By Paul W. Barada
---- — This year marks the 100th anniversary of the start of World War I. It’s a little early for the actual state date of that four year conflict, which was July 28, 1914, but it’s not too soon to start thinking about the war that made the 20th century the bloodiest of all time. By the end of “The Great War,” as it was called until the start of World War II in 1939, more than 9 million men had been killed in combat. Another 21 million had been wounded, some horrifically, by the date of the armistice on Nov. 11, 1918.
One interesting highlight is the misunderstanding about the difference between signing an armistice and signing an actual peace treaty. An armistice is merely an agreement by the opposing sides to stop fighting for a certain period of time, much like a truce. Technically speaking, after Nov. 11, 1918, a state of war still existed for another seven months. The actual peace treaty wasn’t signed until June 28, 1919, with the Treaty of Versailles. The United States didn’t officially end its involvement in the war until the Knox-Porter Resolution was signed in 1921. For the nitpicky, the official legal date upon which World War I ended was with the signing of the final peace agreement, known as the Treaty of Lausanne, on July 24, 1923, when the Allied Powers and the Republic of Turkey finally concluded a peace agreement. Most people, however, think of the end date for World War I as Nov. 11, 1918.
There are many who would ague that there really was only one world war between 1914 and 1945, with nothing more than a period of rearmament from 1918 to 1939. I tend to agree with that point of view. Germany was in turmoil following the end of the first war and it was during 1919 that Hitler began his rise to power. By 1933, Hitler was Chancellor of Germany and the start of the march toward World War II, which began in 1939, had begun.
A full history of World War I would fill many volumes. My purpose is just to remind everyone of the great catastrophe that took place a century ago and involved millions of people around the world. After all, a total of 34 countries ultimately took part in the war.
As far as the United States was concerned, we were actually latecomers to the war. Even though World War I started in the summer of 1914, it wasn’t until April 6, 1917 that the US declared war on Germany. The first American troops landed in France during the early summer of 1918. By mid-summer 1918, the United States was landing 10,000 troops a day in France! When it was all said and done, the total number of American troops available for service during the war exceeded 4.7 million men. When one looks at the total number of troops available to both sides – the Allies verses the Central Powers – the Allies had over 42.9 million men compared to the Central Powers with 25.2 million. By anybody’s standards those are very large armies!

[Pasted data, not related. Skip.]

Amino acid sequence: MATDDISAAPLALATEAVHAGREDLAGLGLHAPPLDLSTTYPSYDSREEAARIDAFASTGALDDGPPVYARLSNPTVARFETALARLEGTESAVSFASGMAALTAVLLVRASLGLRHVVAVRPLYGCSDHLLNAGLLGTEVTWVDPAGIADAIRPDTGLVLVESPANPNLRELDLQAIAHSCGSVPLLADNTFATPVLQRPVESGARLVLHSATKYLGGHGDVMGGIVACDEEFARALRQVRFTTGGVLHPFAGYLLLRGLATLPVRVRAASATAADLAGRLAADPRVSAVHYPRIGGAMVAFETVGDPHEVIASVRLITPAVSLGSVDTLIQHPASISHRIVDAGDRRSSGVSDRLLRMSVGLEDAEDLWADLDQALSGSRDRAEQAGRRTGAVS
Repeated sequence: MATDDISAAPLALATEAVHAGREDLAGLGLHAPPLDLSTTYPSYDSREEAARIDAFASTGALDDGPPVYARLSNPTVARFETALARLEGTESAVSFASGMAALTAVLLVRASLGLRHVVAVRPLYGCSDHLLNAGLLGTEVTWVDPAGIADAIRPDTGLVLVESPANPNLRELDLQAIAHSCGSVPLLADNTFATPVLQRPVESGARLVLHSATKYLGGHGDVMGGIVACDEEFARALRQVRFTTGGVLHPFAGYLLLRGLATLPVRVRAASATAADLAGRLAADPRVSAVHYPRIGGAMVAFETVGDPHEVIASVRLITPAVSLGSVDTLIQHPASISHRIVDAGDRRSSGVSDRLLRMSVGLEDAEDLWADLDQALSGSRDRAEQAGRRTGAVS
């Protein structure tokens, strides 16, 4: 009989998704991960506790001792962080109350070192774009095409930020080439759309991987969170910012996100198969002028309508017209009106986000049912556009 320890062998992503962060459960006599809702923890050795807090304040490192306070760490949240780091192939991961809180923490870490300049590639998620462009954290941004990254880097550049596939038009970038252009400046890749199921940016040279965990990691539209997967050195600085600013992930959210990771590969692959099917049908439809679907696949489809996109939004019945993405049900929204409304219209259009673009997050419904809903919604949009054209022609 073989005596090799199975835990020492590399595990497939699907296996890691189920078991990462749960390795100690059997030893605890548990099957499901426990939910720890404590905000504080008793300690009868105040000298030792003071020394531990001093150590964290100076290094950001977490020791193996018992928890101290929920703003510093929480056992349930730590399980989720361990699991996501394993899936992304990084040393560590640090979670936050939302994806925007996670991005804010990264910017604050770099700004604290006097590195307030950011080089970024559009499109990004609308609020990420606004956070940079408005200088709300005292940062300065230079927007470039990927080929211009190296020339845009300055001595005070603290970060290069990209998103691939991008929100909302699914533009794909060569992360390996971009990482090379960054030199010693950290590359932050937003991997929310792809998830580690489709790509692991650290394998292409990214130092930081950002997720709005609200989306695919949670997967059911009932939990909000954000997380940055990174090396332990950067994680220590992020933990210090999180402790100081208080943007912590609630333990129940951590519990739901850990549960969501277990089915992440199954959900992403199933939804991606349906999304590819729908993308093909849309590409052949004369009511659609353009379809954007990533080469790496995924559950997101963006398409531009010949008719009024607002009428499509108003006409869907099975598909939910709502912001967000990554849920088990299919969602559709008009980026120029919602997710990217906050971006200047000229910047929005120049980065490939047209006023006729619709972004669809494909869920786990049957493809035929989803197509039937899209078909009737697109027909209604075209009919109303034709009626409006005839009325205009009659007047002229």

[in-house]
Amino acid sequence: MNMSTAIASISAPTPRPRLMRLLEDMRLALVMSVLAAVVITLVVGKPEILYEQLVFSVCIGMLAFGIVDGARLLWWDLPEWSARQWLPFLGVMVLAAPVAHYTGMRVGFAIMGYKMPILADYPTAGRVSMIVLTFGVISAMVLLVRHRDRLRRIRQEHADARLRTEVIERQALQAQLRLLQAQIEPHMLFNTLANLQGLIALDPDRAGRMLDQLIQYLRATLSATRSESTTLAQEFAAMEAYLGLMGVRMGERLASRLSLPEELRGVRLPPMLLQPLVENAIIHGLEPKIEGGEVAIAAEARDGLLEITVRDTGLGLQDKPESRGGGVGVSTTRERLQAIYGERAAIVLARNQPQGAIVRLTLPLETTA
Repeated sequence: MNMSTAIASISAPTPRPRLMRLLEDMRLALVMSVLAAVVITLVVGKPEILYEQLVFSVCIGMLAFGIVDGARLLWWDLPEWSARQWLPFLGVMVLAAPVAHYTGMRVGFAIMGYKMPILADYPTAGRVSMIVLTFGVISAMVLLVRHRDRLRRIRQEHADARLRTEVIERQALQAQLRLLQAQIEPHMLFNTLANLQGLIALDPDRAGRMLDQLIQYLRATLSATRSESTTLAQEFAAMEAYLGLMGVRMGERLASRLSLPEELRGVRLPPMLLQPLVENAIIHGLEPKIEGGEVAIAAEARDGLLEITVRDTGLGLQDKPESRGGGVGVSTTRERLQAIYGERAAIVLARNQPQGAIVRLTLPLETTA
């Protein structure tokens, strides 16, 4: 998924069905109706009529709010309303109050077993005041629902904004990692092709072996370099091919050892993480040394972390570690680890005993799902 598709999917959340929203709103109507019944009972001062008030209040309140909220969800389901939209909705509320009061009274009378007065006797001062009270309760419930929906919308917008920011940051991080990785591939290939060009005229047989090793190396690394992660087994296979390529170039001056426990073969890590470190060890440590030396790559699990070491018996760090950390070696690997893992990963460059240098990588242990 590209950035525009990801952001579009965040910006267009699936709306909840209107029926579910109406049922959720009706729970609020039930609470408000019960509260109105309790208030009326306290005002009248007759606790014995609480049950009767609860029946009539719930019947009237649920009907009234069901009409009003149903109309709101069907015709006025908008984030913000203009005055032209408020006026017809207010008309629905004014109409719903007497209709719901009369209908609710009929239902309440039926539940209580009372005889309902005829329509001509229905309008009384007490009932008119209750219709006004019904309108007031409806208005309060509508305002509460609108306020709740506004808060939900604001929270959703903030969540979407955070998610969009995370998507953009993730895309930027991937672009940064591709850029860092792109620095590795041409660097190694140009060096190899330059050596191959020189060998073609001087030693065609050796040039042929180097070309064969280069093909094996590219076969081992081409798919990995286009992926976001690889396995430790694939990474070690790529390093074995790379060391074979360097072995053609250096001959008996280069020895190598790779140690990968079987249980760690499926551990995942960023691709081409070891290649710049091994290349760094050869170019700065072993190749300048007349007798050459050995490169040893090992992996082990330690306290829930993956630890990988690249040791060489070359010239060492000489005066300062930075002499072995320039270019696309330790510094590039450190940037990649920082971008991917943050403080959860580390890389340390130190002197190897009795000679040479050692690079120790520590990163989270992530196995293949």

Compared to the other Allies, the United States ranked 5th in the total number of troops available. Russia came in first with 12 million men in uniform. Britain was second with 8.8 million troops. France was just behind the British with 8.6 million soldiers. Italy was next with 5.6 million men in the war. But when one considers how late the United States came into the conflict, one can only imagine how many men we could have put in uniform if it had been necessary. The point is, Germany and Austria-Hungary realized that the war could not be won once the Americans came into the conflict. Therefore, the last German offensive, called “Operation Michael,” came in the spring of 1918 and was launched in the hope that Germany could win the war before significant numbers of American troops arrived. The assault started in March 1918 and had failed by July 1918, when the Germans were pushed back to the points from which they had started.
What followed was an Allied counteroffensive called “The Hundred Days Offensive” which began in August 1918 and ended on November 11th – Armistice Day.
The tragic part of World War I, aside from the terrible loss of life, was that the Allied victory settled nothing and set the tragic course for the rest of the century. While few people under fifty know much about World War I, its repercussions can be felt all the way down to the present day, not counting the long string of wars that it produced, including World War II. The course of the 20th century was set by the outcome of the Great War. The Cold War tensions that lasted into the 1970s were a direct result of both world wars – the one world war that lasted from 1914 to 1945. When it was all over and two generations of Europe’s young men had been slaughtered, the Russians, who lost more soldiers and civilians than any other nation, were almost bound to become rivals of the United States for post-war control of Europe.
The development of even more terrible weapons of mass destruction was also a direct outgrowth of both wars and, in many respects, the natural evolution of the next phase of international power politics. So, it’s important to remember that it all started 100 years ago this year. More importantly, it’s important for today’s youth to have a basic understanding of the history of the last century and what can happen when people and nations forget the past. As the great philosopher George Santayana once said, “Those who cannot remember the past are condemned to repeat it.”
That’s –30—for this week.